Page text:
FROM THE BLOG

The Joke Is Over. We Can Stop Pretending LTE-M is a LPWAN

I saw this announcement and while I generally like and own multiple Samsung products, I felt the need to post something to commemorate the end of the LTE hype cycle for the mobile IoT. As in, nothing belies the hype of LTE-M as a low power WAN technology than seven day battery life on a mobile tracker.

This mobile tracker is seemingly designed to resemble a popular Bluetooth tracker and sports a LTE-M radio and GPS receiver. But as mentioned hereand here, a leopard can’t change its spots:

And that footnote “4” says:

So, a maximum of seven days of battery life for an LTE-M tracker under laboratory (i.e. ideal) conditions. So the smart money is on 2–3 days, or maybe one. It’s worth noting here that this announcement comes just weeks after Samsung announced an NB-IoT tracker also with just seven days of battery life.

And just to show that the lessons of GPRS are utterly unlearned, there’s this additional act of LPWAN/IoT history defiance:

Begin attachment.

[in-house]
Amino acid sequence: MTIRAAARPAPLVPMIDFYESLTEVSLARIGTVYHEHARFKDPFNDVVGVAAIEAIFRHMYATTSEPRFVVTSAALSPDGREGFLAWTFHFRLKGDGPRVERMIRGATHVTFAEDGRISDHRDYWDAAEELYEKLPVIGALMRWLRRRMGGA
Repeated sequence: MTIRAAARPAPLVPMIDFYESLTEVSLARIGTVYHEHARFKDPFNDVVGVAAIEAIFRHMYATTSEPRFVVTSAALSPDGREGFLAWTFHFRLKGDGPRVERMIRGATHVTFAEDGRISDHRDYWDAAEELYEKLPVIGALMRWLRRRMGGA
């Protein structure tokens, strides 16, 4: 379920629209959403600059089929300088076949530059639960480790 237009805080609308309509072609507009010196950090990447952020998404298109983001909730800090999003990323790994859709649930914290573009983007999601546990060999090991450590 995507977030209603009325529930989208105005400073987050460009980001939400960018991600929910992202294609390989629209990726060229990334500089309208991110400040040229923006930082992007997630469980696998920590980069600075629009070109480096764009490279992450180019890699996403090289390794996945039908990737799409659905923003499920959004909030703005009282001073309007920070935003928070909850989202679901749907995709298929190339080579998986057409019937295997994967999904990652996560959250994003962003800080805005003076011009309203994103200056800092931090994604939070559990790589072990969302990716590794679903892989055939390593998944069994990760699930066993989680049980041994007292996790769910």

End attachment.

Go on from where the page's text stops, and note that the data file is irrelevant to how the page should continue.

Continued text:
Nonetheless, the myth of LTE-M as offering “extended battery life” and “lower cost” solution continues to be peddled on the same page:

If you are building LPWAN products with batteries that won’t last a year or more, based on analogs like Bluetooth Low Energy, sub-1GHz active RFID, or even fixed LoRa endpoints, maybe its time to stop calling your products “low power.” Your products might be easy to install for the average consumer, but recharging batteries every few days is right up there with taking out the trash and cleaning up after the dog. You would have thought cellular carriers had already learned the lesson about battery life — as well as the appetite for $5/month subscriptions— years ago with their legendary experiences with GPRS. So here we are in 2019 and cellular IoT seems to be running in place on these key attributes.

There is a home for LTE-M in mains-powered IoT solutions or where a huge (e.g. car) battery is available, but for mobile IoT use cases, it’s little more than a conversation starter for carrier sales teams selling other services. And following on a similar report from the same company using NB-IoT for asset tracking, an analyst could easily conclude LTE overall is unlikely to play any meaningful role in battery powered IoT deployments apart from a small niche that doesn’t mind recharging the device every 2–3 days and likes taking out the trash.

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